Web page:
By CECILIA TUCKER
© St. Petersburg Times, published September 10, 2001
Second of two parts
My dad is going to have surgery today. I hear from Mom that he is doing okay, but he feels very weak. At night, as I lie in bed, I have scary thoughts about how it must be for him in that hospital. I see the hospital as a big, noisy place where no one really cares about my dad the way my mom and I do. Do they know how important he is to us? I want to tell them how special he is, but no one really asks. I'm not sure I like strangers taking care of someone so important to me. They will take good care of him, right?
Surgery scares me! I have these visions of my dad being whisked away, in the deep sleep caused by the magical gas finding its way into his lungs. Then, I picture his body going into a slight trauma state as his stomach is sliced open and then sewn back together. I imagine that after his surgery he will probably wake up with deep, sharp pain, like a hundred knives digging into his skin. I think his body will be screaming inside, trying to get the sound of pain up to his pale lips. Then, totally exhausted, he will fall asleep with medication that will numb the pain and make him rest.
Three long days pass before I get to see my dad. I am so scared to go but relieved at the same time. I see my dad lying in bed looking as weak as a mouse. Tears well up in my eyes as I look at him with the staples holding his stomach together. I feel so sad; I know I have no idea how much pain he is experiencing. I stay with him as long as I can. I feed him ice chips because that is all he can swallow. The smell of moth balls and soap permeates the hospital, a smell I shall never forget. As I leave the room, I touch his hand, and he gives me a warm smile. I smile back. I tell him I love him, too.
Another week goes by before my dad comes home. I go with my mom to pick him up. We help him into the car with all his stuff, including flowers and cards from friends and relatives. But the best part of bringing my dad home is not the stuff he brings with him; he is the best part! I am so glad to see him and have him home again. During the next several days, he tells us how awful hospital food tasted and how his roommate kept throwing up all the time. I couldn't imagine having to cope with that, being as sick as he was.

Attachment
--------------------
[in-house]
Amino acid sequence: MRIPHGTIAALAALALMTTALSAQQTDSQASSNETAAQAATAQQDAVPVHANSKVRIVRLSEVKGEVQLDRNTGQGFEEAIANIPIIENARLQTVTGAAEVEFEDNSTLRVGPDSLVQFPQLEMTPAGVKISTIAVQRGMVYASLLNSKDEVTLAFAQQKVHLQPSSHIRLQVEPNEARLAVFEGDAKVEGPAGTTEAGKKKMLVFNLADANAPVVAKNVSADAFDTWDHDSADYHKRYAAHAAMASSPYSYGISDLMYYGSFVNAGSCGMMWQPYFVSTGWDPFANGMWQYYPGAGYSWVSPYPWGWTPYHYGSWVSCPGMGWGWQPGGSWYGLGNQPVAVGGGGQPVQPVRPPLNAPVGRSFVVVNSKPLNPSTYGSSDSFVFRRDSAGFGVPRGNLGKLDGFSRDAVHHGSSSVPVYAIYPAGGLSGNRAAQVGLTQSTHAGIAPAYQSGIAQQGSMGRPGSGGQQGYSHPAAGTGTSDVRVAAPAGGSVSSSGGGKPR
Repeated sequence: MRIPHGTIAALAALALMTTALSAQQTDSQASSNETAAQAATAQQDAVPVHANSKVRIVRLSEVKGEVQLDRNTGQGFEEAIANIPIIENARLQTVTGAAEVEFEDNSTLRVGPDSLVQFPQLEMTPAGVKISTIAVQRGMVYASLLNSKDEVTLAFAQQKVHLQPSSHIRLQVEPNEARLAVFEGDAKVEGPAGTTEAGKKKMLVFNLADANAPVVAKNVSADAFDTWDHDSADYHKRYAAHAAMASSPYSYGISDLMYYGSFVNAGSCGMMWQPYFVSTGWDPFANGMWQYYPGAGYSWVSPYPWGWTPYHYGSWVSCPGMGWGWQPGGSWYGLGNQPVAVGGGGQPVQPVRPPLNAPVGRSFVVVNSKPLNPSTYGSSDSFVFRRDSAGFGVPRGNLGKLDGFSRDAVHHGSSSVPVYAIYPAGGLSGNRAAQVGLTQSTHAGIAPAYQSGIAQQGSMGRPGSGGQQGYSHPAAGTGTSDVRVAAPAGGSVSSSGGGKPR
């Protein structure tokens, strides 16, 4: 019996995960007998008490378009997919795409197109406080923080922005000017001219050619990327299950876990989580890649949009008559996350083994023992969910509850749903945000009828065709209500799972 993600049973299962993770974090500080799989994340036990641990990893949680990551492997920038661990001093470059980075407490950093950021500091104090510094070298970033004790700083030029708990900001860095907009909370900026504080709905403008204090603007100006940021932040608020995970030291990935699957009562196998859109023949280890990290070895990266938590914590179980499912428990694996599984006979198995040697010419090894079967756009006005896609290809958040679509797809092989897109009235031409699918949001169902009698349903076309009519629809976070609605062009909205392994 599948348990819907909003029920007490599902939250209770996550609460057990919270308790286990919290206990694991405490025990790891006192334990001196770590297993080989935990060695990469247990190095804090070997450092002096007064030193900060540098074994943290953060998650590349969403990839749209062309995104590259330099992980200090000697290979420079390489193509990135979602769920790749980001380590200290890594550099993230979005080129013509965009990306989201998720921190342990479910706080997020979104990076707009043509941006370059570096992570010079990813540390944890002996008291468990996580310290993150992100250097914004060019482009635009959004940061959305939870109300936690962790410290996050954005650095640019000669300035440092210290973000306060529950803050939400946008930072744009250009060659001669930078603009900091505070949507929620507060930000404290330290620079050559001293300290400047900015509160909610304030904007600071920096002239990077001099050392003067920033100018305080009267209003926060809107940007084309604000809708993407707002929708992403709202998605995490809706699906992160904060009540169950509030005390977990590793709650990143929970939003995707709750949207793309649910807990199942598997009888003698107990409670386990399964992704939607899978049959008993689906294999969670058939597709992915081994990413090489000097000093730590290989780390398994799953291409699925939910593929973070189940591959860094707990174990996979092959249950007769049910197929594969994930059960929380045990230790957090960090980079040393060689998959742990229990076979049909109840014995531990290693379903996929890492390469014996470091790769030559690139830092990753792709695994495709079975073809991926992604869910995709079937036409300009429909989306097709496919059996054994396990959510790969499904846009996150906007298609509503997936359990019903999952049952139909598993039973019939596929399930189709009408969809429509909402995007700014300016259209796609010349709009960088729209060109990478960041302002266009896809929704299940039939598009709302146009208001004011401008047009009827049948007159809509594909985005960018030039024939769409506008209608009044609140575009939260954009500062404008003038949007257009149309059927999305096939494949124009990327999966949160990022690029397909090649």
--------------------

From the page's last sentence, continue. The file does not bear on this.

Just as I am beginning to think my dad is going to be okay, my parents tell me the chemotherapy is to start now. I know these treatments are not going to be fun, but I don't know how bad they could be. I go with my dad to one of his chemo treatments and I am scared . . . for both of us. I watch the nurse as she sticks a sharp needle into my dad's skin and then pumps the chemo fluid into him. I feel his hand. It feels like a cold chilliness just chased all the warmth of the blood away. I hope never to feel that again.
The chemotherapy is over for now, and my dad is fine today. He is my best friend and companion. I appreciate him more today than ever before, and I hope I will never forget how special my time is with him. Some days I feel like a regular teenager. I get mad at him like any other teenager would, but I never forget to tell him I am sorry and make things right because time is too short. Dad, I love you.
Don't ever forget to tell your dad you love him, too.
Author's note: A special thanks goes to Elliot Graham, an eighth-grader at John Hopkins Middle School, for his contribution to this article.
IT! (Private thoughts of the Indomitable Teen) is written by Cecilia Tucker, a licensed marriage and family therapist at the Counseling Center for New Direction in Seminole. Tucker, who has been in counseling practice since 1979, writes this column under the guidance of a panel of teenage advisers, who approve the topics and offer their insights (in exchange for pizza). You may write to her c/o: IT!, X-Press, the Times, P.O. Box 1121, St. Petersburg, FL 33731, or e-mail Floridian@sptimes.com.